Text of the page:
A SAS port 600 contains one or more PHYs. It could be a “wide” port if there is more than one PHY in the port or be a “narrow” port if there is only one PHY. The link between SAS IO device interconnect controller 300 (i.e., the device-side IO device interconnect controller) and expanding circuit 340 or DASD array 400 could be a narrow link or a wide link. A wide link can be configured to link between wide ports at both ends to enlarge the transmission bandwidth.

FIG. 6F is a block diagram illustrating a third embodiment of the PCI-X to SAS controller 310. In this embodiment, some of the SAS ports 600 are connected to the expanding circuit 340 and some of the SAS ports 600 are provided for direct connecting to the DASDs 420, and/or some of the SAS ports 600 are connected to the SVC 200. In addition, the expanding circuit 340 can be further connected to the DASDs 420 and/or the SVC 200.

The physical layer 730 will transmit signals through a pair of differential signal lines, transmission lines LTX+, LTX−, to and receive signals through the other pair of differential signal lines, reception lines LRX+, LRX−, from the DASD controller in the DASD 420. The two signal lines of each pair of the signal lines, for example LTX+/LTX−, transmit signals TX+/TX− simultaneously at inverse voltage, for example, +V/−V or −V/+V, with respective to a reference voltage Vref so that the voltage difference will be +2V or −2V and thus to enhance the signal quality thereof. This is also applicable to the transmission of the reception signals RX+/RX− on reception lines LRX+, LRX−.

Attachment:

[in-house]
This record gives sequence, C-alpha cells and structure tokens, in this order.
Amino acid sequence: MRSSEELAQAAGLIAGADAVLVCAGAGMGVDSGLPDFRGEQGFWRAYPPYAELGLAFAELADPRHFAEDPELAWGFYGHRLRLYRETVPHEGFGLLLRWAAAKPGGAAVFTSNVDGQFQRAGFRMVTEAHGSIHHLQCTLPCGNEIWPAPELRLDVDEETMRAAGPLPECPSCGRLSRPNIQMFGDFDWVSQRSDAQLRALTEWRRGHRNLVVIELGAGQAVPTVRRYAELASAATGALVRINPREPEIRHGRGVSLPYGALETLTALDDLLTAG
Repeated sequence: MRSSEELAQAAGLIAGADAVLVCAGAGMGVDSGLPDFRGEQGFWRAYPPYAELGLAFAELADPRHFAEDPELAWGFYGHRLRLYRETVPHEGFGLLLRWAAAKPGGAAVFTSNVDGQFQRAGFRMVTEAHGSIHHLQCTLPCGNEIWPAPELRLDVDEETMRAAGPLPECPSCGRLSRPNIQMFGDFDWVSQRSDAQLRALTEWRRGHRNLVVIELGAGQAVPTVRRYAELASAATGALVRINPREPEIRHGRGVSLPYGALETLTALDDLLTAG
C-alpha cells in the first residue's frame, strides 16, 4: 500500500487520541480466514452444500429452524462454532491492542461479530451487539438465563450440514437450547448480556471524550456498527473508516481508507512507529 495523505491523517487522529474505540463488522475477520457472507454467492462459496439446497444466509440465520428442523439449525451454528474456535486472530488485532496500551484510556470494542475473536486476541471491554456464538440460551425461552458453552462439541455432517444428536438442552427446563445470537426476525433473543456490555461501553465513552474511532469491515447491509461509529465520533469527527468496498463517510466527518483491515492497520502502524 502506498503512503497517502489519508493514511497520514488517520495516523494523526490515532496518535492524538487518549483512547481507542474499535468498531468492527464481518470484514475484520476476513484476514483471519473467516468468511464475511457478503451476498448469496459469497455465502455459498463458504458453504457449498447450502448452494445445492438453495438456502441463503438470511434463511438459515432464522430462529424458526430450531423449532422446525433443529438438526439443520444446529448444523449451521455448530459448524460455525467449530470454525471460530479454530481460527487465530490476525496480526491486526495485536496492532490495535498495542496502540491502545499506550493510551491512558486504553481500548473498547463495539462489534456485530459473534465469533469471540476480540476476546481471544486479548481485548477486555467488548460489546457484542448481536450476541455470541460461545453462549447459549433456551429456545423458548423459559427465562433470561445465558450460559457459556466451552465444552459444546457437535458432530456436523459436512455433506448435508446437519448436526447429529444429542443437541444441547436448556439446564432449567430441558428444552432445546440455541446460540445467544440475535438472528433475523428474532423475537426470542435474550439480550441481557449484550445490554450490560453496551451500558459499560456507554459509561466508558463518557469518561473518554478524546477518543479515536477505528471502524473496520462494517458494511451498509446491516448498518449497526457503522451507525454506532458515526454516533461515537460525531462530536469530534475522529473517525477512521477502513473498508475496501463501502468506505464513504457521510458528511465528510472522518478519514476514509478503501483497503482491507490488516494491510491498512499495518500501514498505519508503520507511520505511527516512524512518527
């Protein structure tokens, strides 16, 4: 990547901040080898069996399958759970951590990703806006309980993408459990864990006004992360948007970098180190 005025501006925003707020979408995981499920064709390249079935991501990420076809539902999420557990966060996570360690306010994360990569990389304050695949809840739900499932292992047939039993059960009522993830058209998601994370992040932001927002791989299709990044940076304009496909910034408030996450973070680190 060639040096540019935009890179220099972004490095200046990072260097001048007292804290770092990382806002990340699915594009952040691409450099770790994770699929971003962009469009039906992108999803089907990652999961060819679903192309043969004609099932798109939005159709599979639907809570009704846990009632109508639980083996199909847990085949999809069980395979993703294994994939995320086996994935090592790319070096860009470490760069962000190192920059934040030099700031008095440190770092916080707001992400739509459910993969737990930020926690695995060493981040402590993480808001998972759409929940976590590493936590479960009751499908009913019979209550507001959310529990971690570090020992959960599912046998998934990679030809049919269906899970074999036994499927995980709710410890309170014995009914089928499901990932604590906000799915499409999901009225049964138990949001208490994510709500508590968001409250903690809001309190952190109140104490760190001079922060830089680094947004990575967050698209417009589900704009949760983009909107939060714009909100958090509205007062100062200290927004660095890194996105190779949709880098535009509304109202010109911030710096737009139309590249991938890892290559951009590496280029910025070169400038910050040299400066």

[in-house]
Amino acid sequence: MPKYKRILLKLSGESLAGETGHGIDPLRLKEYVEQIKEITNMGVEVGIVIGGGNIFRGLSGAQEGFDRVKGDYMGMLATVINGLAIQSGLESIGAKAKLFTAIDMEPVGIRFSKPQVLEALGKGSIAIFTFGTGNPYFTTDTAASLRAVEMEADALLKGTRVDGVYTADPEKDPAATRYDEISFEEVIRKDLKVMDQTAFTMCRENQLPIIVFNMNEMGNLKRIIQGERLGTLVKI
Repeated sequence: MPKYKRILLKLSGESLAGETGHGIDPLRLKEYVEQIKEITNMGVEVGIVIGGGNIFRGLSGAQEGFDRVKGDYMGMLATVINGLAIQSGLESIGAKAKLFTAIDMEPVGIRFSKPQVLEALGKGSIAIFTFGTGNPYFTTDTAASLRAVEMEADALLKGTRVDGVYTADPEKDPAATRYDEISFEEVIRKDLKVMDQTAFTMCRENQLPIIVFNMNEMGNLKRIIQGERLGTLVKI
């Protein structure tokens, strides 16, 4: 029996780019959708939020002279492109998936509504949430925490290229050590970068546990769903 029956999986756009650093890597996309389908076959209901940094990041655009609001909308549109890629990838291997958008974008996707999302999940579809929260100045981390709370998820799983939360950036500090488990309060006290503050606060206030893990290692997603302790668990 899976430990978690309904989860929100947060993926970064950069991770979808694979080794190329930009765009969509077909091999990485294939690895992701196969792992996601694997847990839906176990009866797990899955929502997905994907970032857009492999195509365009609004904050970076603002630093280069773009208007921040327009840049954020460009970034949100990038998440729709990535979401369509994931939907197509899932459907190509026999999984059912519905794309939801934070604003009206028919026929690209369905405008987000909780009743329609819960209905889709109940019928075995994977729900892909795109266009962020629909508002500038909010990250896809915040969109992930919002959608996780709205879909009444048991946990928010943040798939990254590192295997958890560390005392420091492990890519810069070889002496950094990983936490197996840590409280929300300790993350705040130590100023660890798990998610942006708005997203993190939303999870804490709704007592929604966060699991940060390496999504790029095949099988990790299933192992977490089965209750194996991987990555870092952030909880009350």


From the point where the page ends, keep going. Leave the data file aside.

The PHY layer 720 defines 8 b/10 b coding and OOB (Out Of Band) signals. All data bytes received from the physical layer 730 will be decoded the 8 b/10 b characters and removed the SOF (Start of Frame), CRC (Cyclic Redundancy Check), EOF (End of Frame). A SAS PHY layer 720 uses the OOB signals to identify and start the operational link connected to another SAS PHY layer 720. After SAS link is operational, the SAS PHY layer 720 signals the SAS link layer 710 and the SAS link layer 710 assumes control of the SAS PHY layer 720 for communication, including identification sequence, connection management and frame transmission. There are two important structures, SAS primitives and SAS frames used by SAS link layer 710.

A primitive consists of a single double-word and is the simplest unit of information that may be communicated between a host and a device. When the bytes in a primitive are encoded, the resulting pattern is not easy to be misinterpreted as another primitive or a random pattern. Primitives are used primarily to convey real-time state information, to control the transfer of information and to coordinate communication between the host and the device. The first byte of a primitive is a special character.

A frame consists of a plurality of double-words, and starts with a start primitive and ends with an end primitive. The SAS address frame is used when a connection is not established and starts with a SOAF (Start of Address Frame) and ends with an EOAF (End of Address Frame).

There are three types of connections supported by the SAS, including a SSP frame for SAS devices, a STP frame for SATA devices, and a SMP frame for management. The SSP frame and SMP frame starts with a SOF (Start of Frame) and ends with an EOF (End of Frame).